Though Scharf had no prior travel background, he did have a goal-oriented strategy to move the business forward. “In our model, we’ve got mostly independent contractors, meaning that they truly own their clientele,” says Scharf. “My vision for success was really about envisioning their success.”
Scharf gives his consultants freedom and independence. He recounts a consultant who recently convened her own client night. “She culled through her client list to select targets and leveraged our preferred status with Abercrombie & Kent to host a client night in the agency’s living room,” says Scharf. “About 25 of her clients were treated to a catered dinner with African wines while one of A&K’s Private Label Guides gave a presentation discussing his own personal experiences in East Africa.”
That Scharf doesn’t dip his hands too often in the travel aspect of the business (he has no direct clients of his own) serves as an advantage.
“One comment you hear a lot directed toward the owners is the need to work on the business and not, necessarily, in the business,” says Scharf. “Not having a list of clients lets me do just that. I can work on the business in terms of things like marketing and human resources, but also work directly with all of our consultants. It allows me to address their individual needs.”
While Scharf was happy with the arrangement he had struck with the new ownership, he harbored an even greater vision. “It became a question of whether or not I was okay continuing to put in this kind of effort for other people,” he says.
|An Avid Outdoorsman, Scharf takes a moment to relax while hiking in Grand Teton National Park.|
He was not. By May 2009, Scharf bought out the other owners and became the sole proprietor of Travel 100 Group, which, today, has yearly sales revenues of $25 million. After the deal closed, Scharf had one thing on his mind: expansion. Just two months later, Travel 100 announced it had acquired two area travel agencies—Winnetka Travel and Four Corners Travel. The acquisitions upped the company’s client base by 25 percent.
Today, Scharf believes the company is operating at peak levels. “We have finally gotten to the point where the people that are here want to be here and all have the same overall values and goals,” he says. “Not everyone was on board from the start. Change is always met with some level of resistance in the beginning but subsides as the vision becomes clearer.”
He says that some of the consultants still struggle with charging fees but, “we continue to work with them and know that once a consultant has achieved some level of success with fees and built confidence, there is no turning back.”
Scharf’s goal is to have all 900 homes in the Kenilworth area know the name Travel 100 Group, which advertises in the local paper, mails—not e-mails—a newsletter and writes a travel blog. The company has even dabbled in TV, running a 15-minute video-on-demand spot. “Anyone in Chicagoland could dial it up from their living room,” says Scharf. A Facebook page is imminent.
The group has also looked to tap into Gen-X by making younger hires with little to no experience. “The thought being that they would grow into their roles by showing them the ropes,” says Scharf. He also has the advantage of a polyglot staff. “Our ability to speak the native language of the local hotelier, guide or on-site destination specialist greatly benefits our clients and enhances their travels,” he adds.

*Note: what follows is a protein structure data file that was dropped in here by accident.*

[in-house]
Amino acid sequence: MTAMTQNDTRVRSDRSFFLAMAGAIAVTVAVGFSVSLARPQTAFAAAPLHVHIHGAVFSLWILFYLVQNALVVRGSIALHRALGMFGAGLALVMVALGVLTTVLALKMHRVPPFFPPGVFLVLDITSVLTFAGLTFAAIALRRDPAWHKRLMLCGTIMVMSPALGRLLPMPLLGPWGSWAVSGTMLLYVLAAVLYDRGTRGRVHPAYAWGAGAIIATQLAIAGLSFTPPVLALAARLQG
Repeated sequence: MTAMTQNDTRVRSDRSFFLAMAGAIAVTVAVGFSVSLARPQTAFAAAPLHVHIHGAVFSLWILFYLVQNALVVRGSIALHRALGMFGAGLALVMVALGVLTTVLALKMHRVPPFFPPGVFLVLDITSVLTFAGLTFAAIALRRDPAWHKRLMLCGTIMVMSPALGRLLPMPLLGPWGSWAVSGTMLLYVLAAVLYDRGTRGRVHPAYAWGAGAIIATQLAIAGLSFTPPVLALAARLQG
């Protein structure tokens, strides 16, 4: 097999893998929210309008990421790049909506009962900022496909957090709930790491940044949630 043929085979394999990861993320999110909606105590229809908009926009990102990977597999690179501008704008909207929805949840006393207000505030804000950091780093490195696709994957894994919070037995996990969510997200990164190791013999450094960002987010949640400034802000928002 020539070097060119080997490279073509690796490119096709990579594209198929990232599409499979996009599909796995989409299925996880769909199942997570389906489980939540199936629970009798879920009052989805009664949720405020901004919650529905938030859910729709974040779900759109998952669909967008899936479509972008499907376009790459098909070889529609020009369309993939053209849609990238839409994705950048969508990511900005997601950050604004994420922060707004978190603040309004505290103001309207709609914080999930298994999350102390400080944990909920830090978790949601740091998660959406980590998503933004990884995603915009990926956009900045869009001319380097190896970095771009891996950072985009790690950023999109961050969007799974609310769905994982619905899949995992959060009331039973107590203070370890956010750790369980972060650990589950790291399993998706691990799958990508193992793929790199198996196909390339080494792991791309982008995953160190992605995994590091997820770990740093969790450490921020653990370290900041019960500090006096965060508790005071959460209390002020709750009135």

Though Scharf continues to concentrate on the numbers, he never misses an opportunity to sell the value of the travel advisor. “I’m often asked, ‘Why would anybody go to you?’ I always see that as a foot in the door,” he says. “I say, ‘You worked really hard for your vacation time. Why wouldn’t you want to entrust your time and money that you are going to spend with an expert who has knowledge and can provide additional value in terms of creating a great experience for you?’”
And how does he stack up as a boss? So far so good, according to Suzanne O’Brien, one of Travel 100 Group’s more experienced travel consultants. “He is obviously very young to be a president,” she says, though conceding that his non-travel background is an advantage. “We tend to be so travel- oriented and he is more business; he brings a different perspective.”
That’s not to say he doesn’t know anything about the product that pays his salary. In fact, he’s been on quite a few trips himself. An outdoorsman, one of his more memorable experiences was hiking through the Hoh Rainforest in Washington’s Olympic National Park.
While Travel 100 puts together too many FITs to count, he defers to his consultants on some of the better itineraries they’ve put together. One consultant, Anne Kennedy, arranged a mother/daughter trip to Thailand and Cambodia. The daughter was seriously interested in leprosy as a public health issue, so Kennedy arranged visits to several hospitals.
O’Brien has carved out a new niche for the company, one that’s becoming a rage—the “babymoon.” Turns out, many pregnant couples are coming to her to arrange one last hurrah, so to speak, before giving birth. One of her clients could be Scharf; he and his wife are expecting their first child in March. “In January, my wife and I are taking a trip to Hawaii,” he says.
When he returns, he will again focus on moving the business forward. “I like a challenge,” he says, “and travel is an incredible product. It’s always changing. For those that adapted to being a consultant over being an agent, I think there is real reward in it for them.”
Travel 100 Group
Owner/President: Howard Scharf
Offices: Kenilworth, IL and Chicago
Number of Agents: 62
Annual Sales Revenue: $25 million
Affiliations: Signature Travel Network
|A Champagne Toast caps off a balloon ride with Big Five Tours & Expeditions in Tanzania’s Serengeti National Park.|